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We continue to be one of the primary high performance technology suppliers for the Nobel Physics Prize winning LIGO Gravitational Wave Project. In fact, we just received another major order for high performance cluster updates from LIGO Consortium member The University of Wisconsin, Milwaukee (UWM). This is in addition to a related in-process project from another LIGO institution.
UWM just finalized the order with us for a turnkey HPC cluster solution with nearly 100 Intel dual-CPU Skylake compute nodes and nearly 2,500 compute cores. In all, the order includes new racks, clean cable management and extensive testing. We will also provide onsite assistance with un-boxing and racking.
After a 20-year search, the first gravitational wave observation was officially announced on Feb. 11, 2016 by the LIGO team. Gravitational waves were picked up by the two LIGO detectors at Livingston, La. and Hanford, Wash. The Nobel Prize was awarded a year later. This is the first physical evidence of a phenomenon Albert Einstein predicted in 1915 in his General Theory of Relativity. LIGO is also the largest and most ambitious project ever funded by the National Science Foundation.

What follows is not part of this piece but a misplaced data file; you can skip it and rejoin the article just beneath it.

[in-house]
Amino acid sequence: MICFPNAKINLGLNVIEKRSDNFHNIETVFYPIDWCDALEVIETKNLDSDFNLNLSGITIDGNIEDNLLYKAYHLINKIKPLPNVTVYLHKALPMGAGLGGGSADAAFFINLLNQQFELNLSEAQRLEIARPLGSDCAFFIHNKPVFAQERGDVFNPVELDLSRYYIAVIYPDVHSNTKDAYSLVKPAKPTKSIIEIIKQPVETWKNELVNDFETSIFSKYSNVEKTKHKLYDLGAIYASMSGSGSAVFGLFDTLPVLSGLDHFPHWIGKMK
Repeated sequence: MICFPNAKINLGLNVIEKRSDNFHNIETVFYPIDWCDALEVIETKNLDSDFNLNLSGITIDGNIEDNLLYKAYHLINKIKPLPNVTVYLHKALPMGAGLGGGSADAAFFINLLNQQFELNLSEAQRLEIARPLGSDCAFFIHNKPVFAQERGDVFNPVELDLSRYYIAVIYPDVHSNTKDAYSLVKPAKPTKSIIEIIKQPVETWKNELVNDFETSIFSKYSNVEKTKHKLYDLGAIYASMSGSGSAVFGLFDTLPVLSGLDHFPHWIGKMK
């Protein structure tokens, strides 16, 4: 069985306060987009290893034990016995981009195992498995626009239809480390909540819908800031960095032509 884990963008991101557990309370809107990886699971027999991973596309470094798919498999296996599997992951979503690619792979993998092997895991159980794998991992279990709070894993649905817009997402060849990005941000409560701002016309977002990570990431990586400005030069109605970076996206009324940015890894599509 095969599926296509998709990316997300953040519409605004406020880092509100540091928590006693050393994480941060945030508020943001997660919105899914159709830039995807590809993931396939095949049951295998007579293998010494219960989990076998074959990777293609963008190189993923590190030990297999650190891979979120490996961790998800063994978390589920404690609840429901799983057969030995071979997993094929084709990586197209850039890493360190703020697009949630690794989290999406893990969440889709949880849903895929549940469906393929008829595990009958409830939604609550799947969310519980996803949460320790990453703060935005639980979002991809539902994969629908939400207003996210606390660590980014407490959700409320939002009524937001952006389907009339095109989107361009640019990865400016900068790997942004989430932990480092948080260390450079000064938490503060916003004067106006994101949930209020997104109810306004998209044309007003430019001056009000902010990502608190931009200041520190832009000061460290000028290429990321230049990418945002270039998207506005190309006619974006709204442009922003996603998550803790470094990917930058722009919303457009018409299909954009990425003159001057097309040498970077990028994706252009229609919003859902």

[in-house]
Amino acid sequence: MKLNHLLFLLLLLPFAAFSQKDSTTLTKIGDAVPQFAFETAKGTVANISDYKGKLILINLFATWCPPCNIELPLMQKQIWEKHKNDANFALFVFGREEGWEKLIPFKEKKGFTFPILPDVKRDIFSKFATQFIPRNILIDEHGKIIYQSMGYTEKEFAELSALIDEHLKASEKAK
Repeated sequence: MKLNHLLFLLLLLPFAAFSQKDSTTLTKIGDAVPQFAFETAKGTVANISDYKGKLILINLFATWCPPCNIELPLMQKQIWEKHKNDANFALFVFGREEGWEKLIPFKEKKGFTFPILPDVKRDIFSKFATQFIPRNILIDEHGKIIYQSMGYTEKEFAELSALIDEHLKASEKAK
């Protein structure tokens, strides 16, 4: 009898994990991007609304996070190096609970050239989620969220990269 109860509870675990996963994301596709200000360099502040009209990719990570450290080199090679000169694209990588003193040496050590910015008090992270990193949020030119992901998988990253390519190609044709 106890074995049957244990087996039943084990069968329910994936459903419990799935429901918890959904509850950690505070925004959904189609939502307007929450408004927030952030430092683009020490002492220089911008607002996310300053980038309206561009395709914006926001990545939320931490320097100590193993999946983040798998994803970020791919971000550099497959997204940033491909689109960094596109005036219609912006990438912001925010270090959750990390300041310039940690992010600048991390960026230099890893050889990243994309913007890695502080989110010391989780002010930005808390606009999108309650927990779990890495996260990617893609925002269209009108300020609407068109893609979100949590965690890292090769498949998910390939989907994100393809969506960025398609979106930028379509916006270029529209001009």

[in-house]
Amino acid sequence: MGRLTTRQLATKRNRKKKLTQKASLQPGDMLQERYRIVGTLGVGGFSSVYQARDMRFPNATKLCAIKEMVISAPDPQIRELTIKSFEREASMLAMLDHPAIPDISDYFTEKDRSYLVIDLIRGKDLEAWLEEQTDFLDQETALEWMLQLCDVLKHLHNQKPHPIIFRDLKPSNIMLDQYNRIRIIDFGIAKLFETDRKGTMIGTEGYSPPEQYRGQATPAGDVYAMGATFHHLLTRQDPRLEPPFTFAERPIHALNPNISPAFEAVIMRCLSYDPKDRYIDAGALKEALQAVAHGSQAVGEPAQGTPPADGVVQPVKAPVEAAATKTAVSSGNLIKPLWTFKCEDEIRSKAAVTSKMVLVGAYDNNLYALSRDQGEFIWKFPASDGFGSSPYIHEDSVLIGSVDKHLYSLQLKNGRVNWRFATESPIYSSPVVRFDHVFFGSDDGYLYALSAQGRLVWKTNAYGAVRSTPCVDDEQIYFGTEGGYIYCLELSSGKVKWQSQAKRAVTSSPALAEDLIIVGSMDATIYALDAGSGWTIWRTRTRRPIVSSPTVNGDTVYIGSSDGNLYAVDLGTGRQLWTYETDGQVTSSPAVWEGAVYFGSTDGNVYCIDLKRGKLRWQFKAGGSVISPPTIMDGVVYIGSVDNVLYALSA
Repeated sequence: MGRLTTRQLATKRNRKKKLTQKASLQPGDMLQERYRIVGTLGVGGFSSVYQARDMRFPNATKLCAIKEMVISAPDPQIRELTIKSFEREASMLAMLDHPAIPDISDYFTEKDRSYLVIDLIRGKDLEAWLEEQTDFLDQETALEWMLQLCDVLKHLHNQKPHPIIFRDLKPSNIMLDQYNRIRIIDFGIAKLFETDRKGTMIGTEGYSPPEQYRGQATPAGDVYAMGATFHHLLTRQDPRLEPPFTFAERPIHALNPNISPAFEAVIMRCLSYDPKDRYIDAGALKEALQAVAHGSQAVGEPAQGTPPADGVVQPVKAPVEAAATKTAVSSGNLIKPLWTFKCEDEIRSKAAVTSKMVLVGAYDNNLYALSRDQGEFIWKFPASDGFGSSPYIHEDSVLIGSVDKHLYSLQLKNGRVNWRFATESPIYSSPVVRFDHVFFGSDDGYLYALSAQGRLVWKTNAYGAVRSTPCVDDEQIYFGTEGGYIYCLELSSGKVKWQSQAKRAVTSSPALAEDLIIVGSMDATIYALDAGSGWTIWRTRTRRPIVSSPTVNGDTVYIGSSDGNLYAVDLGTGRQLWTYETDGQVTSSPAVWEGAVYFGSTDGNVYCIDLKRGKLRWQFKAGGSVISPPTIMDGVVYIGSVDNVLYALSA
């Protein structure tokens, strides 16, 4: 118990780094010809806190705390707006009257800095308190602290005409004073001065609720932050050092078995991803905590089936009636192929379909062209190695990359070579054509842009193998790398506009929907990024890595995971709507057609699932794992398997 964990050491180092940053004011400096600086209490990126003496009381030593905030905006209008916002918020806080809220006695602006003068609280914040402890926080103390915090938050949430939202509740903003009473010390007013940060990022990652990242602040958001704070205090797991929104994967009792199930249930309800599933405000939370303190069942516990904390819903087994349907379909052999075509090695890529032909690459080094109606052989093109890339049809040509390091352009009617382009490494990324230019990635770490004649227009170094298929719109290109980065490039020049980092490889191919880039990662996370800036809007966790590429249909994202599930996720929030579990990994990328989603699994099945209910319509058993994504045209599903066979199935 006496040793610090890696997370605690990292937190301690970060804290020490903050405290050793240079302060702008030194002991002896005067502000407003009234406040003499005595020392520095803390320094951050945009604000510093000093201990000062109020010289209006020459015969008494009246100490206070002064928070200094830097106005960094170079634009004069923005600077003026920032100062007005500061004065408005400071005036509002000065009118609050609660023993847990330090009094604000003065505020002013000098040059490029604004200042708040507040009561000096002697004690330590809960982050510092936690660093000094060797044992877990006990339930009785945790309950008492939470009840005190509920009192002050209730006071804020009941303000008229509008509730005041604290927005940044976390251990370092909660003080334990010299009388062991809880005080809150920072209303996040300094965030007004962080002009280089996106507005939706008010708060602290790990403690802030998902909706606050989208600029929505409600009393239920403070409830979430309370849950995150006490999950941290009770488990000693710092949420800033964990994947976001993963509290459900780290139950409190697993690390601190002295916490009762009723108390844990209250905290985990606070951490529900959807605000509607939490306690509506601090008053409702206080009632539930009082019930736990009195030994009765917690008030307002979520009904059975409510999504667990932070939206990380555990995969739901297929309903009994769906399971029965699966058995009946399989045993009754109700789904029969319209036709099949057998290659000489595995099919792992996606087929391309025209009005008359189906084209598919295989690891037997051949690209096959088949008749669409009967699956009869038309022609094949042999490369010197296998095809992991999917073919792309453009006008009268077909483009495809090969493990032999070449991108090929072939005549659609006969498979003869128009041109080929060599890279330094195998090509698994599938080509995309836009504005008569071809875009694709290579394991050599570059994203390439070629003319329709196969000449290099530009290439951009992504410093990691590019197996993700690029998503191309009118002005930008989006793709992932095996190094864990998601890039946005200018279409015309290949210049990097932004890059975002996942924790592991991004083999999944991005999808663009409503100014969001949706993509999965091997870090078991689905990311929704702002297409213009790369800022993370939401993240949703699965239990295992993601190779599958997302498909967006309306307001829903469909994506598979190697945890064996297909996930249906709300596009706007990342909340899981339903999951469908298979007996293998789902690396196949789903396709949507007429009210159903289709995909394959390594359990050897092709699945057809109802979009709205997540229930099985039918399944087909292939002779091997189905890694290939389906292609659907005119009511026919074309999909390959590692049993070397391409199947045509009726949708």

The LIGO team is an international consortium of leading technicians, engineers, scientists, and research institutions. Nor-Tech has been working with several major LIGO consortium members for more than 11 years on the project by designing, building, and upgrading a number of the clusters that made the original detection and subsequent detections possible.
A major service we are providing to LIGO team members is the availability of Nor-Tech’s demo cluster—which enables no-risk testing of the latest high performance hardware and software, including Intel’s Skylake. The no-cost, no-strings demo cluster is available to all of our clients and prospects.
In addition to seven LIGO supercomputers around the world, we continue to build powerful, leading-edge HPC clusters for premier research institutions.

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